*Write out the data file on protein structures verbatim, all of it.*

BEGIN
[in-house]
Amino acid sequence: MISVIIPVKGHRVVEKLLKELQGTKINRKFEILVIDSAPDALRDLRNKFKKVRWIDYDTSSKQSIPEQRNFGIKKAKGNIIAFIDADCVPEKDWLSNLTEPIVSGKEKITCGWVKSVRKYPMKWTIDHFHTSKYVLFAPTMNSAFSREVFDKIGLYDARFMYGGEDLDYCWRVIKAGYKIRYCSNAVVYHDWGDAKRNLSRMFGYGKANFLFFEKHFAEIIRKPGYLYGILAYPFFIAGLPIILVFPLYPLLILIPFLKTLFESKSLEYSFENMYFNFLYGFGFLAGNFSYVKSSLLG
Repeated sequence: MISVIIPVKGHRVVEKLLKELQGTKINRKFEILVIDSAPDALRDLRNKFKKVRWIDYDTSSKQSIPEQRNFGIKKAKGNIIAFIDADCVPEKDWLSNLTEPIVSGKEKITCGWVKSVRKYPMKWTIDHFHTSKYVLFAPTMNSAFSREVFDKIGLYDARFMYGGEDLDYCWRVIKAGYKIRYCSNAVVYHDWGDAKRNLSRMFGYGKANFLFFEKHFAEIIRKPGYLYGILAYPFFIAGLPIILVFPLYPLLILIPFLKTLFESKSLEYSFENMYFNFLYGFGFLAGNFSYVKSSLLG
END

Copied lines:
[in-house]
Amino acid sequence: MISVIIPVKGHRVVEKLLKELQGTKINRKFEILVIDSAPDALRDLRNKFKKVRWIDYDTSSKQSIPEQRNFGIKKAKGNIIAFIDADCVPEKDWLSNLTEPIVSGKEKITCGWVKSVRKYPMKWTIDHFHTSKYVLFAPTMNSAFSREVFDKIGLYDARFMYGGEDLDYCWRVIKAGYKIRYCSNAVVYHDWGDAKRNLSRMFGYGKANFLFFEKHFAEIIRKPGYLYGILAYPFFIAGLPIILVFPLYPLLILIPFLKTLFESKSLEYSFENMYFNFLYGFGFLAGNFSYVKSSLLG
Repeated sequence: MISVIIPVKGHRVVEKLLKELQGTKINRKFEILVIDSAPDALRDLRNKFKKVRWIDYDTSSKQSIPEQRNFGIKKAKGNIIAFIDADCVPEKDWLSNLTEPIVSGKEKITCGWVKSVRKYPMKWTIDHFHTSKYVLFAPTMNSAFSREVFDKIGLYDARFMYGGEDLDYCWRVIKAGYKIRYCSNAVVYHDWGDAKRNLSRMFGYGKANFLFFEKHFAEIIRKPGYLYGILAYPFFIAGLPIILVFPLYPLLILIPFLKTLFESKSLEYSFENMYFNFLYGFGFLAGNFSYVKSSLLG